Western companies are used to dealing with dictators. Russia got them on them

The exodus sheds light on what some of these companies were doing in Russia in the first place – and why it took an act of war to change their tune. One company particularly in the spotlight is Nokia.

On Monday, The New York Times revealed how Nokia for years provided equipment and services that backed Russia’s extensive surveillance system used to spy on dissidents. Although Nokia denounced the invasion of Ukraine and said it would halt sales in the country, the company told The Times it was required to manufacture products that complied with the surveillance system.

In other words, it was just about the cost of doing business in Russia.

In a statement, Nokia said the Times article was misleading, pointing out that the company “does not manufacture, install or service” the monitoring tools. “We condemn any misuse of lawful interceptions to violate human rights,” he said. “To avoid this, there is a strong need for multilateral action to ensure that sufficient frameworks are put in place.”

Laws versus ethics

There is no evidence that Nokia did anything illegal, but ethics and laws are not the same thing.

It’s hard to imagine that Nokia didn’t know what was going on in Russia. A Russian intelligence expert who spoke to The Times said Nokia “needed to know how its devices would be used”.

Experts say that no business (or consumer, for that matter) can keep their hands perfectly clean. The vast and interconnected nature of global supply chains makes it virtually impossible to avoid interaction – direct or indirect – with corruption, labor exploitation or other unsavory elements of global trade.

So the question is how close you are to bad behavior, says Jason Brennan, professor of business ethics at Georgetown University.

“No one is ready to swim in a pool when there is a corpse in the pool, but you are ready to swim in the ocean… It’s kind of about the concentration of death around you “, he says. “Markets are a bit like that too.”

Simply put, Nokia may not have manufactured the technology that was spying on the Russians, but it showed the Russian authorities how to hook it up, and that should have been a big red flag for the company’s top brass.

Documents reviewed by The Times show the company knew it was activating the Russian surveillance apparatus. It was a core and lucrative business for Nokia, reports the Times, generating hundreds of millions of dollars in annual revenue.

Nokia has called on governments to set clearer rules on where technology can and cannot be sold. “Nokia does not have the ability to control, access or interfere with any lawful interception capability in the networks our customers own and operate,” he told the newspaper.

It’s a common refrain of big corporations struggling to control themselves: they’re asking governments to step in to protect them from our basest urges. (See: Zuckerberg, Mark.)

Find the right balance

This is not a new dilemma for multinationals. Big Tech, in particular, has struggled to balance the democratic ideals of free speech and privacy with the realities of doing business in authoritarian markets such as China and Russia, where those rights are absent. .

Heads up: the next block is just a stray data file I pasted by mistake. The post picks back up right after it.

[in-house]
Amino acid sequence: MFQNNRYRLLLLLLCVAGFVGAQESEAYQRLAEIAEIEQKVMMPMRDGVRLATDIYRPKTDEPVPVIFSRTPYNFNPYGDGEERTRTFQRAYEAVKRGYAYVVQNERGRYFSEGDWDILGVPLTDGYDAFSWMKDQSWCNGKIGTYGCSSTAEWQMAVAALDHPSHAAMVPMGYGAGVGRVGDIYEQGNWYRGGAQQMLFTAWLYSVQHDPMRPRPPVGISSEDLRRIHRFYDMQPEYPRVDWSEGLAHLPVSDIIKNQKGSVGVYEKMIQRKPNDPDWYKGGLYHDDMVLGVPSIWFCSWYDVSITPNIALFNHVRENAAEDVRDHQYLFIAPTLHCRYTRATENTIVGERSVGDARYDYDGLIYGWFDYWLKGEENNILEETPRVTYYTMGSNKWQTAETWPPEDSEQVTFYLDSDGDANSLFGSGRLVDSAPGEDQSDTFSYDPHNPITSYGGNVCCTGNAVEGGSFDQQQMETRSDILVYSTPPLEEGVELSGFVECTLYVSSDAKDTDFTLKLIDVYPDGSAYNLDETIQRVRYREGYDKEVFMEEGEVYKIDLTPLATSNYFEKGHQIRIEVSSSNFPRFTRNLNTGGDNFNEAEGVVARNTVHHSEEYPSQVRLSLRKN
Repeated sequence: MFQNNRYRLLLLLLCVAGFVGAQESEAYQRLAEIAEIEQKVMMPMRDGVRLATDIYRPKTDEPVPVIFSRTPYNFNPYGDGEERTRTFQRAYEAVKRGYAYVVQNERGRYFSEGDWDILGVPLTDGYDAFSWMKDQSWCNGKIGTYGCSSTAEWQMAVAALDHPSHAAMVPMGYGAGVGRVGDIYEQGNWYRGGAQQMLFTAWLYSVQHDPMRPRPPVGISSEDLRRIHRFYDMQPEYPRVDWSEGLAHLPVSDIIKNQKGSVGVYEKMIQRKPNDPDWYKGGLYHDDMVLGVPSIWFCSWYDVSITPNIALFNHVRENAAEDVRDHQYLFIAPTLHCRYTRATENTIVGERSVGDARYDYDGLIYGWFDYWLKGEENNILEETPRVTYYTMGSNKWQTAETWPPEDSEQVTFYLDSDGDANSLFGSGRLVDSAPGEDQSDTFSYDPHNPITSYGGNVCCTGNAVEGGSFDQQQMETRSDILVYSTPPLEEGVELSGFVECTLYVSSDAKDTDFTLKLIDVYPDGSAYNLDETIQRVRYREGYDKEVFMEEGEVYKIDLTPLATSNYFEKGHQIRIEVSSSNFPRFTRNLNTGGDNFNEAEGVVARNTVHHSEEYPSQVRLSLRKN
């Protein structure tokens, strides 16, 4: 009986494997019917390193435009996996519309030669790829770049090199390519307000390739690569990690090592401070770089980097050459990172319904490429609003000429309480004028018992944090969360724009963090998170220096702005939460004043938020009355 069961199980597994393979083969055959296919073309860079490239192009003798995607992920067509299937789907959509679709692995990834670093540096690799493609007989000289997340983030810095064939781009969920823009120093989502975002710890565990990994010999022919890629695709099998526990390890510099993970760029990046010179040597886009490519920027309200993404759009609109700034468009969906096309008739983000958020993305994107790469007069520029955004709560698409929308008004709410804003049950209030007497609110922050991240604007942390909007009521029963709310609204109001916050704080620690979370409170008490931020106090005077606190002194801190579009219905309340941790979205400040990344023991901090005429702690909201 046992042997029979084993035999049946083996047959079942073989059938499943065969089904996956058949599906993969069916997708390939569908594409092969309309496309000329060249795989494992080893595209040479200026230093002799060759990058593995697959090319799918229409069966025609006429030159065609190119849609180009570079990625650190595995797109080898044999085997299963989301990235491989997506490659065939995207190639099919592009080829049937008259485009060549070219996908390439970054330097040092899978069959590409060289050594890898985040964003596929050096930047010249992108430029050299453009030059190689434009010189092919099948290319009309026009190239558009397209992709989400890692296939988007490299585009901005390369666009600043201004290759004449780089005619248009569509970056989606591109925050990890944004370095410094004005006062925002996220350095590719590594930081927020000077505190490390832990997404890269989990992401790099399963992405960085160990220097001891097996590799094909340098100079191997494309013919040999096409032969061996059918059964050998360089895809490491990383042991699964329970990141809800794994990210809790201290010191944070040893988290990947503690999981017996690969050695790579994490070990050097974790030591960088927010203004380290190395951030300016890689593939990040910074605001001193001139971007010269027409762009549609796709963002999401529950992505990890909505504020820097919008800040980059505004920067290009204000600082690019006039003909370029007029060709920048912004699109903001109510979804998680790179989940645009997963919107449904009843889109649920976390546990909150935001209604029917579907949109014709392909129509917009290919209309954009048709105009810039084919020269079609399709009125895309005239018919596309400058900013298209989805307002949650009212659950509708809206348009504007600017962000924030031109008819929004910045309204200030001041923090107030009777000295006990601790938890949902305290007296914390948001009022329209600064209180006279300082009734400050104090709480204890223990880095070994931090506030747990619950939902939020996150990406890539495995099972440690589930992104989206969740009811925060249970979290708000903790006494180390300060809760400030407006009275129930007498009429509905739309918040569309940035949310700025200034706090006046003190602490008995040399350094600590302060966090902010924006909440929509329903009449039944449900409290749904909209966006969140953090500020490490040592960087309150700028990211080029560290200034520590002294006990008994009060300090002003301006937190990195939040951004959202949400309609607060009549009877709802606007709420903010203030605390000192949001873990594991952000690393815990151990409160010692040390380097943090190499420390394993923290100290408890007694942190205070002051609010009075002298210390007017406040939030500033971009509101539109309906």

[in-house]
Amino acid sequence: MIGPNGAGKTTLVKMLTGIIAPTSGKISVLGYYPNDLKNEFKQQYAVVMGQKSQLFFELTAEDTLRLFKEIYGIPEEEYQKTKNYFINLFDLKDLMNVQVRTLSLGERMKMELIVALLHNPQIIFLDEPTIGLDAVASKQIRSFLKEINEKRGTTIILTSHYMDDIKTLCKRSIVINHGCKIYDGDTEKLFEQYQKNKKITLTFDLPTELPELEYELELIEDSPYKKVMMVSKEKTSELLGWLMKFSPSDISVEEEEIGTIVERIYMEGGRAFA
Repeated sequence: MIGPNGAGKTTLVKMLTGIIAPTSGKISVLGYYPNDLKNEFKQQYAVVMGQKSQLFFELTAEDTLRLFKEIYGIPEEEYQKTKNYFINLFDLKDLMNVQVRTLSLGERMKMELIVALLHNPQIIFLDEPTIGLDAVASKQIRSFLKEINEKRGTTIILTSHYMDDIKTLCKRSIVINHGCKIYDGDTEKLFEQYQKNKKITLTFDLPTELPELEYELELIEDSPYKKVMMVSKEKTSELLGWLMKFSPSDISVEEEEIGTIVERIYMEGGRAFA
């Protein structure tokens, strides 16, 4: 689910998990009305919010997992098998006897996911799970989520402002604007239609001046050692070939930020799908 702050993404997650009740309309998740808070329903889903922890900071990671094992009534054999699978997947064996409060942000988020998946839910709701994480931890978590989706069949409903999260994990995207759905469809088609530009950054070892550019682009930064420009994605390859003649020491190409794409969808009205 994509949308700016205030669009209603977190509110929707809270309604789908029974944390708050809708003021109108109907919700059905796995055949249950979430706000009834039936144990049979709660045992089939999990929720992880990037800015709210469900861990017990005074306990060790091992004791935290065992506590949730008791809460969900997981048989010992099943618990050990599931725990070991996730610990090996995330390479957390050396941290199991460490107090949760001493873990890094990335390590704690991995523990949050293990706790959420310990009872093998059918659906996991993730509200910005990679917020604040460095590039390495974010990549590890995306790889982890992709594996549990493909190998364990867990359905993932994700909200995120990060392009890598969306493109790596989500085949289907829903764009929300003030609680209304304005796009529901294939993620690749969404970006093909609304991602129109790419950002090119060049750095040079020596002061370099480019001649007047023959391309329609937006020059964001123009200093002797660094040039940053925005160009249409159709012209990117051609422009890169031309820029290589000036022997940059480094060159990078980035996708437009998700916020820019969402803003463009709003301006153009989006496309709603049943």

Apple, for example, has long prided itself on ensuring the privacy of its customers. But in China, Apple had to bend those values ​​to comply with regulators.

A Times investigation last summer found that Apple helped the government censor the Chinese version of the App Store and put Chinese customer data at risk. Apple denied some of the report’s findings, saying it was only removing apps to comply with Chinese law.
Likewise, chips made by Intel and Nvidia would help power the computers that China uses in its mass surveillance of Muslim minorities.
And last year, Microsoft said it inadvertently deleted images of the 1989 Tiananmen Square crackdown around the world on its Bing search engine – a rare example of China’s strict internal censorship spreading across the globe. beyond its borders.

Tech leaders, including Apple CEO Tim Cook, have argued that participating in authoritarian markets is better than staying on the sidelines. But that often means complying with the regimes responsible for human rights abuses – and, sometimes, assisting them in those prosecutions.

Brennan, the business ethics professor, argued that corporations should not directly help a totalitarian government, even if local laws require them to. “You can’t do it because you were ordered to do it, and you can’t do it for money,” he said.

And if that means losing a ton of money, so be it. “You can’t do bad for $200 billion. You can’t do it for a million. It’s just basic ethics,” Brennan added.

That said, there’s good news for companies like Nokia looking for some help getting their act together: doing the right thing is good business. It’s not just good for PR – it’s good for the bottom line.

Consumers and investors are increasingly aware of the behavior of their companies, and companies have taken notice. Watch how quickly Disney reversed its response and actions after initially refusing to oppose Florida’s so-called Don’t Say Gay Bill. And the speed of Russia’s exodus among Western brands underscores a relatively new era in which investors and customers demand that brands do more than maximize profits at all costs.

Companies should therefore do the right thing and pass up often lucrative opportunities to aid the bad intentions of opposing governments. If they give in to their impulses, their actions will have consequences – for businesses and for the world.

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